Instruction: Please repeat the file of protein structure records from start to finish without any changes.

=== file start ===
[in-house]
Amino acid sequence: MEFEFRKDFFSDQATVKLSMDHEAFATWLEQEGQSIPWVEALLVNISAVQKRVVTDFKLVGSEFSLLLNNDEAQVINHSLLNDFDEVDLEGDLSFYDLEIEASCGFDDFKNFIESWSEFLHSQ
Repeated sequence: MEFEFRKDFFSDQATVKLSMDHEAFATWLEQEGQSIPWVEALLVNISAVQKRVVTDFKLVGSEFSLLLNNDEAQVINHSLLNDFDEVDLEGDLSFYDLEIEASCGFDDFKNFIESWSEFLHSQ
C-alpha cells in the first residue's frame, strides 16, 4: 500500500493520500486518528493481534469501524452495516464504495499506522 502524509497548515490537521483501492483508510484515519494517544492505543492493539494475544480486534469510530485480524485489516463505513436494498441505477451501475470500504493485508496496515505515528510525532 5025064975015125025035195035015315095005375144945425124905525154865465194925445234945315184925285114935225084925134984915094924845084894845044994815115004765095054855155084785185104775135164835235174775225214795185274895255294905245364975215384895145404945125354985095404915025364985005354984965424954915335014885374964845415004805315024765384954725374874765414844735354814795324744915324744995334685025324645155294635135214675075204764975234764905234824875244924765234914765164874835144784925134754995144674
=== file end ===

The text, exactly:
[in-house]
Amino acid sequence: MEFEFRKDFFSDQATVKLSMDHEAFATWLEQEGQSIPWVEALLVNISAVQKRVVTDFKLVGSEFSLLLNNDEAQVINHSLLNDFDEVDLEGDLSFYDLEIEASCGFDDFKNFIESWSEFLHSQ
Repeated sequence: MEFEFRKDFFSDQATVKLSMDHEAFATWLEQEGQSIPWVEALLVNISAVQKRVVTDFKLVGSEFSLLLNNDEAQVINHSLLNDFDEVDLEGDLSFYDLEIEASCGFDDFKNFIESWSEFLHSQ
C-alpha cells in the first residue's frame, strides 16, 4: 500500500493520500486518528493481534469501524452495516464504495499506522 502524509497548515490537521483501492483508510484515519494517544492505543492493539494475544480486534469510530485480524485489516463505513436494498441505477451501475470500504493485508496496515505515528510525532 5025064975015125025035195035015315095005375144945425124905525154865465194925445234945315184925285114935225084925134984915094924845084894845044994815115004765095054855155084785185104775135164835235174775225214795185274895255294905245364975215384895145404945125354985095404915025364985005354984965424954915335014885374964845415004805315024765384954725374874765414844735354814795324744915324744995334685025324645155294635135214675075204764975234764905234824875244924765234914765164874835144784925134754995144674